For starters, know whether or not your company is subject to the ADA. Businesses with fewer than 15 employees are not covered by the employment provisions of the ADA, but state or local laws may lower that number.
Next, think about whether or not the person is covered by the ADA. According to the United States Department of Justice Civil Rights Division’s ADA.gov, “To be protected by the ADA, one must have a disability, which is defined by the ADA as:
- a physical or mental impairment that substantially limits one or more major life activities
- a person who has a history or record of such an impairment
- a person who is perceived by others as having such an impairment.”
In some cases, the presence of an employee’s disability is clear. When a disability or the need for an accommodation is not obvious, an employer can require sufficient documentation of the employee’s disability from a health care provider. But tread carefully if asking for proof. Limit your request to medical documentation that is sufficient to substantiate an ADA disability and the need for the requested accommodation. Do not ask for unrelated medical information.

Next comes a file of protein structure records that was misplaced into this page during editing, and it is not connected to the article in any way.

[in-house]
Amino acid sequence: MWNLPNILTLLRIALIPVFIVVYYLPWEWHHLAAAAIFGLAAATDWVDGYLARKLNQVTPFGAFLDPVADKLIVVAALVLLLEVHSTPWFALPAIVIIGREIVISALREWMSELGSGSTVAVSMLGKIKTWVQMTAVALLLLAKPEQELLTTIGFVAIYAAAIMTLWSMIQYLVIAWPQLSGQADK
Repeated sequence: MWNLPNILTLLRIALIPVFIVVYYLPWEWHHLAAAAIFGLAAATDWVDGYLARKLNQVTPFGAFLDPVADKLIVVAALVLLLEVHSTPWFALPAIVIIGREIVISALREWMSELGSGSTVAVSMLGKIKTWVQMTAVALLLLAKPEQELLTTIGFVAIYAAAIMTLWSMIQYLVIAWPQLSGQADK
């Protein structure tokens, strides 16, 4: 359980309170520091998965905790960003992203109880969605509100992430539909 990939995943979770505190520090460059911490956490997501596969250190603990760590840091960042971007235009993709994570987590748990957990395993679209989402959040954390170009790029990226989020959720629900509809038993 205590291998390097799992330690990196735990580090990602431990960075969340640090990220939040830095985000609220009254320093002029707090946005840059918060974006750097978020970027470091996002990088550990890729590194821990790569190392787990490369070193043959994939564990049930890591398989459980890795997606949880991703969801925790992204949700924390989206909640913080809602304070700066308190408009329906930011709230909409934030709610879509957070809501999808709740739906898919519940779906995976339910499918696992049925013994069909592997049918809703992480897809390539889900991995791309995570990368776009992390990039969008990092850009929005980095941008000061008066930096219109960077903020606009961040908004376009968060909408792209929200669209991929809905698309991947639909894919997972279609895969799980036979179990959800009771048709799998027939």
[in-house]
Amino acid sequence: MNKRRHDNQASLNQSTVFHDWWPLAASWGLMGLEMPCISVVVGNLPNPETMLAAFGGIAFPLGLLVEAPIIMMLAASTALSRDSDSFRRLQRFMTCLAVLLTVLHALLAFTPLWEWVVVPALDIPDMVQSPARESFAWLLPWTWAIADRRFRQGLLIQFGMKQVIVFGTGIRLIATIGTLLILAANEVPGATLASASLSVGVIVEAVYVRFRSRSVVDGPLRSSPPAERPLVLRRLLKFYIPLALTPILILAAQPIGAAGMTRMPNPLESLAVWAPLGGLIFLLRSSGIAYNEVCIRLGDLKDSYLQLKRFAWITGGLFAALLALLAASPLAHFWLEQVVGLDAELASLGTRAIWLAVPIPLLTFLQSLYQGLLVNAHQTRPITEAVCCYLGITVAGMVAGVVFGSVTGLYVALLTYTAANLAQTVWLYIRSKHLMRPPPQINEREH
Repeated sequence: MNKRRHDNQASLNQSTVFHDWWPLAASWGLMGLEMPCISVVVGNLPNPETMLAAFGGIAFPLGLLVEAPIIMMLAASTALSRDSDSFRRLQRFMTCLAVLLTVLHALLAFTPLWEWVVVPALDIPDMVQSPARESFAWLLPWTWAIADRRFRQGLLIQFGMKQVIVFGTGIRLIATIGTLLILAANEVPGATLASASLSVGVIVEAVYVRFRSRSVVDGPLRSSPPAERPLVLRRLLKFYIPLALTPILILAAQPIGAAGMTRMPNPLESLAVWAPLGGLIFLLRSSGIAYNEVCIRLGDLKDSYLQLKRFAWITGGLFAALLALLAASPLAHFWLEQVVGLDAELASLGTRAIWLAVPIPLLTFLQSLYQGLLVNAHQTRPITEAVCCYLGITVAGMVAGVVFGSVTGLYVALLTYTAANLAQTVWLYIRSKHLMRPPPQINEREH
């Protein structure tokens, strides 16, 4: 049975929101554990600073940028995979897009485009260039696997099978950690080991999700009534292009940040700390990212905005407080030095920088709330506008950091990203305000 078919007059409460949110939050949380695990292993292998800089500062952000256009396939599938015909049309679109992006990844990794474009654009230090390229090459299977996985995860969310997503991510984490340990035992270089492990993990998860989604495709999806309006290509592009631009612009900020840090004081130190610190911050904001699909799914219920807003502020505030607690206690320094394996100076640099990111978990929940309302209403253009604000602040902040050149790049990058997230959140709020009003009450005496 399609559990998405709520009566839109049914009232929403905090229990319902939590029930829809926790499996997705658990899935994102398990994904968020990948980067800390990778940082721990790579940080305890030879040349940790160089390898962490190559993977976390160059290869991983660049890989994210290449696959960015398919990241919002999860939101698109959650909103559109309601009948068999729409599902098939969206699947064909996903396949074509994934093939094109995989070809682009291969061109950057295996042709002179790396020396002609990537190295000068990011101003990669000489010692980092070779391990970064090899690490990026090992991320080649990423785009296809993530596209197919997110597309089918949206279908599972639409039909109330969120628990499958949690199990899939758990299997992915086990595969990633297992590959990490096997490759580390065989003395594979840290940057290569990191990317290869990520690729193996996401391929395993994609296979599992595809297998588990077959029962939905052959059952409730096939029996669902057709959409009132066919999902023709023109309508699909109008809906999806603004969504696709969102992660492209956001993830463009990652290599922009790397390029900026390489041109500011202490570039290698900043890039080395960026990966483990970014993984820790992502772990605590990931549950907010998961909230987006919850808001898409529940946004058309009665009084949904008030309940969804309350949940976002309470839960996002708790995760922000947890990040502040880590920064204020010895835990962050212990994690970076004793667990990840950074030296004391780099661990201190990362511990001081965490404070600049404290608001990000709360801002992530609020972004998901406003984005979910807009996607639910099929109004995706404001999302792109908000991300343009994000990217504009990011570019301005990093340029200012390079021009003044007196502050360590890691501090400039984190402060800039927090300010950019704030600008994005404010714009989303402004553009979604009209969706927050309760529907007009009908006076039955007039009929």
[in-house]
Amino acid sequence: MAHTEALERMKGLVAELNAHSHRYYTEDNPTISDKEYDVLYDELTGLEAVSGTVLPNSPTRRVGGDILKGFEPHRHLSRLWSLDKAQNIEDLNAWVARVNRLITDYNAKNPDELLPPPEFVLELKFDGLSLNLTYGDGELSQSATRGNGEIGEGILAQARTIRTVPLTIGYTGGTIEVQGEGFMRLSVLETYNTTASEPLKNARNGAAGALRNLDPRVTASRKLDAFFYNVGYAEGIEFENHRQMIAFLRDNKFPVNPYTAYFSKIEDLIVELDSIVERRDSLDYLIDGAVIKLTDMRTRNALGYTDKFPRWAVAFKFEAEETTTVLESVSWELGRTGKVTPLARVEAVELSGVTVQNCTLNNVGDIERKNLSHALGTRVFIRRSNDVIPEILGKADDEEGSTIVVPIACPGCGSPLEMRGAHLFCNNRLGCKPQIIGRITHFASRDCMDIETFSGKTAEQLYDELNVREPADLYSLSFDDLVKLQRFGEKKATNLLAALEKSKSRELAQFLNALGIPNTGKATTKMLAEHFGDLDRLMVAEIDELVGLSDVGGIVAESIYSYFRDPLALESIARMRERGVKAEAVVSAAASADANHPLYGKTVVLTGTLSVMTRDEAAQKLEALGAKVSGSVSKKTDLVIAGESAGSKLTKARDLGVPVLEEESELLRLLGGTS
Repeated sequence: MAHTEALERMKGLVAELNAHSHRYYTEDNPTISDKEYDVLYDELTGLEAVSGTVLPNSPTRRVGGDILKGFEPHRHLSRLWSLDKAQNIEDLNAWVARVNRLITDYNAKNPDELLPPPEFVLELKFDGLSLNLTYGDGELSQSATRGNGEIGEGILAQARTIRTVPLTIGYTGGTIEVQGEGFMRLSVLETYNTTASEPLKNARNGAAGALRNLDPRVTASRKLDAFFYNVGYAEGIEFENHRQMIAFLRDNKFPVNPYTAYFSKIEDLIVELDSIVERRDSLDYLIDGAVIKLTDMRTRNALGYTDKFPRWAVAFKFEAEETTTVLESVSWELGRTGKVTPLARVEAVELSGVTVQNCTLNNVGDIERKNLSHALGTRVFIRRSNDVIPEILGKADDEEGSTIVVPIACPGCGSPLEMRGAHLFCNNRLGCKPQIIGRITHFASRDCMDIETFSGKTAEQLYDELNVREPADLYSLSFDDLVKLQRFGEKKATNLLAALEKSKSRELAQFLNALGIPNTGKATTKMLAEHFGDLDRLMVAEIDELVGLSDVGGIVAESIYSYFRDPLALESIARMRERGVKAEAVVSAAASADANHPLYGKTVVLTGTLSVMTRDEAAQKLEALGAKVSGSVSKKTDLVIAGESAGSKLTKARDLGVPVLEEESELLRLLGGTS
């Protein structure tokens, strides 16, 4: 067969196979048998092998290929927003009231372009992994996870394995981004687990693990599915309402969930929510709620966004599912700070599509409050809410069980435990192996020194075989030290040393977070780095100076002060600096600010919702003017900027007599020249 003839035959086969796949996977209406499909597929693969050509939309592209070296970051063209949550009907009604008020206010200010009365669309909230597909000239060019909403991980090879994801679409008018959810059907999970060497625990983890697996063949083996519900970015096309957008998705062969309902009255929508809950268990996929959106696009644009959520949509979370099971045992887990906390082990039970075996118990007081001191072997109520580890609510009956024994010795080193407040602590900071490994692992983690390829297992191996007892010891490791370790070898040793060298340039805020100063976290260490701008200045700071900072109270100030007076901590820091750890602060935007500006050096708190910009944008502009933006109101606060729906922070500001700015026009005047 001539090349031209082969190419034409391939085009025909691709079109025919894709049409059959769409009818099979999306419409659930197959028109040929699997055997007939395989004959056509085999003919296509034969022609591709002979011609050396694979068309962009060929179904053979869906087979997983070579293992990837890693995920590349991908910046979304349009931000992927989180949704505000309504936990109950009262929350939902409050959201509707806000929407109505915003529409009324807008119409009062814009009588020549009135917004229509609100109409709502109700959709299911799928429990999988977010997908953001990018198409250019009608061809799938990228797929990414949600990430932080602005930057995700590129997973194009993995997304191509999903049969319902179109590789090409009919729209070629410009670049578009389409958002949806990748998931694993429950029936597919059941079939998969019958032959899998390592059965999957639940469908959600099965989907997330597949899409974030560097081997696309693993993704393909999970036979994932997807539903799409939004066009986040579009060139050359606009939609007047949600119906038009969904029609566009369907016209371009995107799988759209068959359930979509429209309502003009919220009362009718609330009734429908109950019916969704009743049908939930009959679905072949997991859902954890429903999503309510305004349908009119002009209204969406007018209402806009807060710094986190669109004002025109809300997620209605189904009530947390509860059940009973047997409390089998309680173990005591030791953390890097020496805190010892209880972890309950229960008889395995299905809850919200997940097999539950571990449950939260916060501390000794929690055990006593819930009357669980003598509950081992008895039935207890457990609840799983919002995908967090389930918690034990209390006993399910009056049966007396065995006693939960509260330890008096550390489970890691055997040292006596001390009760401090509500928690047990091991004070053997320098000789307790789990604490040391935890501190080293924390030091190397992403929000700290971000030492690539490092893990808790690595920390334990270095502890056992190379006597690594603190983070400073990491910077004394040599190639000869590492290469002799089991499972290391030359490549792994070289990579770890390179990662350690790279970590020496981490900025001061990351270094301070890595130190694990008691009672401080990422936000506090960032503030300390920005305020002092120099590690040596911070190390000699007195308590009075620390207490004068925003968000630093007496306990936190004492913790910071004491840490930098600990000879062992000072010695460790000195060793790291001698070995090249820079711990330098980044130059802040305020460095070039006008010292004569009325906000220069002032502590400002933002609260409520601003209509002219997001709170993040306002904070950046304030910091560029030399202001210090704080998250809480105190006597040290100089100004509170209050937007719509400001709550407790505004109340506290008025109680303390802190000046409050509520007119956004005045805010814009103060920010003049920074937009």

Item 3: Examine the definition of “reasonable” and of “undue hardship”
Employers sometimes fear the idea of disability accommodations. They worry the measure will cost too much or prove too difficult to carry out. But in actuality, many effective accommodations are easy to implement. In fact, the Job Accommodation Network (JAN), a service from the U.S. Department of Labor’s Office of Disability Employment Policy, notes that 58 percent of accommodations cost absolutely nothing to make. The rest typically cost only $500, and tax incentives are available to help employers cover costs.
According to ADA National Network, some common types of accommodations include:
- Modifying job duties.
- Providing reserved parking.
- Improving accessibility in a work area.
- Changing the presentation of tests and training materials, such as offering large print or braille.
- Providing or adjusting a product, equipment, or software.
- Allowing a flexible work schedule.
- Providing an aid or a service to increase access.
- Reassignment to a vacant position.
- Allowing a service animal.